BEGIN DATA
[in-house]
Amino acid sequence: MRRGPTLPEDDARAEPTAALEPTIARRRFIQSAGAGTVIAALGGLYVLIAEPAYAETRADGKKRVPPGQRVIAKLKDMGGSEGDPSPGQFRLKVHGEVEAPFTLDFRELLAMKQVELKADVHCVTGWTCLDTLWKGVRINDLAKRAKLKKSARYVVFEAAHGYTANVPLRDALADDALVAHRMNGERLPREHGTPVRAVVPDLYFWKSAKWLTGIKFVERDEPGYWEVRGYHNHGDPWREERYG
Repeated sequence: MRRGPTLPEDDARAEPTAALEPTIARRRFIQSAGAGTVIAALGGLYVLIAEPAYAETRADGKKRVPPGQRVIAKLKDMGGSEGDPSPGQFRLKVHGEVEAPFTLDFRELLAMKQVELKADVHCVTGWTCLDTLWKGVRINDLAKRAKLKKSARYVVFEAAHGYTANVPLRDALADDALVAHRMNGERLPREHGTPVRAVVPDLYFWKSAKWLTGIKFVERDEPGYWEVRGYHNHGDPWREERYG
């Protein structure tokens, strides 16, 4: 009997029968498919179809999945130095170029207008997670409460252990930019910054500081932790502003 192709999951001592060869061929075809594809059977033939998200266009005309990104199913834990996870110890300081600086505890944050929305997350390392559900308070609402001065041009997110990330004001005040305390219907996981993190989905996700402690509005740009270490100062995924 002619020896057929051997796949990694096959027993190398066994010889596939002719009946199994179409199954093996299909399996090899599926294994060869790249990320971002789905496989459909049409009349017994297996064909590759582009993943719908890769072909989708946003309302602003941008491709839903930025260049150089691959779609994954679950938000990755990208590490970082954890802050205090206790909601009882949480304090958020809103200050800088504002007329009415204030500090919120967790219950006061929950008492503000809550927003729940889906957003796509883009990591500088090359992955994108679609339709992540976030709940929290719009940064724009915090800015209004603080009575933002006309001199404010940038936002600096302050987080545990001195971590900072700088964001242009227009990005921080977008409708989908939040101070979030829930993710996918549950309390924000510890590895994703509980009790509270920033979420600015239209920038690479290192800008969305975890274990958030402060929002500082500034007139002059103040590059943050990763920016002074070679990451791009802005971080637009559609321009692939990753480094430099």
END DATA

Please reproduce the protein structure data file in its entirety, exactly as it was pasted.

[in-house]
Amino acid sequence: MRRGPTLPEDDARAEPTAALEPTIARRRFIQSAGAGTVIAALGGLYVLIAEPAYAETRADGKKRVPPGQRVIAKLKDMGGSEGDPSPGQFRLKVHGEVEAPFTLDFRELLAMKQVELKADVHCVTGWTCLDTLWKGVRINDLAKRAKLKKSARYVVFEAAHGYTANVPLRDALADDALVAHRMNGERLPREHGTPVRAVVPDLYFWKSAKWLTGIKFVERDEPGYWEVRGYHNHGDPWREERYG
Repeated sequence: MRRGPTLPEDDARAEPTAALEPTIARRRFIQSAGAGTVIAALGGLYVLIAEPAYAETRADGKKRVPPGQRVIAKLKDMGGSEGDPSPGQFRLKVHGEVEAPFTLDFRELLAMKQVELKADVHCVTGWTCLDTLWKGVRINDLAKRAKLKKSARYVVFEAAHGYTANVPLRDALADDALVAHRMNGERLPREHGTPVRAVVPDLYFWKSAKWLTGIKFVERDEPGYWEVRGYHNHGDPWREERYG
């Protein structure tokens, strides 16, 4: 009997029968498919179809999945130095170029207008997670409460252990930019910054500081932790502003 192709999951001592060869061929075809594809059977033939998200266009005309990104199913834990996870110890300081600086505890944050929305997350390392559900308070609402001065041009997110990330004001005040305390219907996981993190989905996700402690509005740009270490100062995924 002619020896057929051997796949990694096959027993190398066994010889596939002719009946199994179409199954093996299909399996090899599926294994060869790249990320971002789905496989459909049409009349017994297996064909590759582009993943719908890769072909989708946003309302602003941008491709839903930025260049150089691959779609994954679950938000990755990208590490970082954890802050205090206790909601009882949480304090958020809103200050800088504002007329009415204030500090919120967790219950006061929950008492503000809550927003729940889906957003796509883009990591500088090359992955994108679609339709992540976030709940929290719009940064724009915090800015209004603080009575933002006309001199404010940038936002600096302050987080545990001195971590900072700088964001242009227009990005921080977008409708989908939040101070979030829930993710996918549950309390924000510890590895994703509980009790509270920033979420600015239209920038690479290192800008969305975890274990958030402060929002500082500034007139002059103040590059943050990763920016002074070679990451791009802005971080637009559609321009692939990753480094430099």